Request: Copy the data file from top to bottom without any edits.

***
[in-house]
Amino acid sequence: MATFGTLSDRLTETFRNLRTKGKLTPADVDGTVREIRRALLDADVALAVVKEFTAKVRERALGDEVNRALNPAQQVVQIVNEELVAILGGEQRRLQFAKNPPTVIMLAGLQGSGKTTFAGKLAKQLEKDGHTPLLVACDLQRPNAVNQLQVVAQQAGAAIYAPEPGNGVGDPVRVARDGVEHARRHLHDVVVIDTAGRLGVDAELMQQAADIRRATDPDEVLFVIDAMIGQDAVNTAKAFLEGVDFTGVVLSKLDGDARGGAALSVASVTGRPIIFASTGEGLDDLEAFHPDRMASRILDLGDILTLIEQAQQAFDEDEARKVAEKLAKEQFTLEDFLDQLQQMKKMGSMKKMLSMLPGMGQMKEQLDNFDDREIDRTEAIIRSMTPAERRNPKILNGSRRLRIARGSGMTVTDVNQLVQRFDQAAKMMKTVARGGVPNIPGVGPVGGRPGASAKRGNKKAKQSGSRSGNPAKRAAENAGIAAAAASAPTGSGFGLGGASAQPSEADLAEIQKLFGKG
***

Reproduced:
[in-house]
Amino acid sequence: MATFGTLSDRLTETFRNLRTKGKLTPADVDGTVREIRRALLDADVALAVVKEFTAKVRERALGDEVNRALNPAQQVVQIVNEELVAILGGEQRRLQFAKNPPTVIMLAGLQGSGKTTFAGKLAKQLEKDGHTPLLVACDLQRPNAVNQLQVVAQQAGAAIYAPEPGNGVGDPVRVARDGVEHARRHLHDVVVIDTAGRLGVDAELMQQAADIRRATDPDEVLFVIDAMIGQDAVNTAKAFLEGVDFTGVVLSKLDGDARGGAALSVASVTGRPIIFASTGEGLDDLEAFHPDRMASRILDLGDILTLIEQAQQAFDEDEARKVAEKLAKEQFTLEDFLDQLQQMKKMGSMKKMLSMLPGMGQMKEQLDNFDDREIDRTEAIIRSMTPAERRNPKILNGSRRLRIARGSGMTVTDVNQLVQRFDQAAKMMKTVARGGVPNIPGVGPVGGRPGASAKRGNKKAKQSGSRSGNPAKRAAENAGIAAAAASAPTGSGFGLGGASAQPSEADLAEIQKLFGKG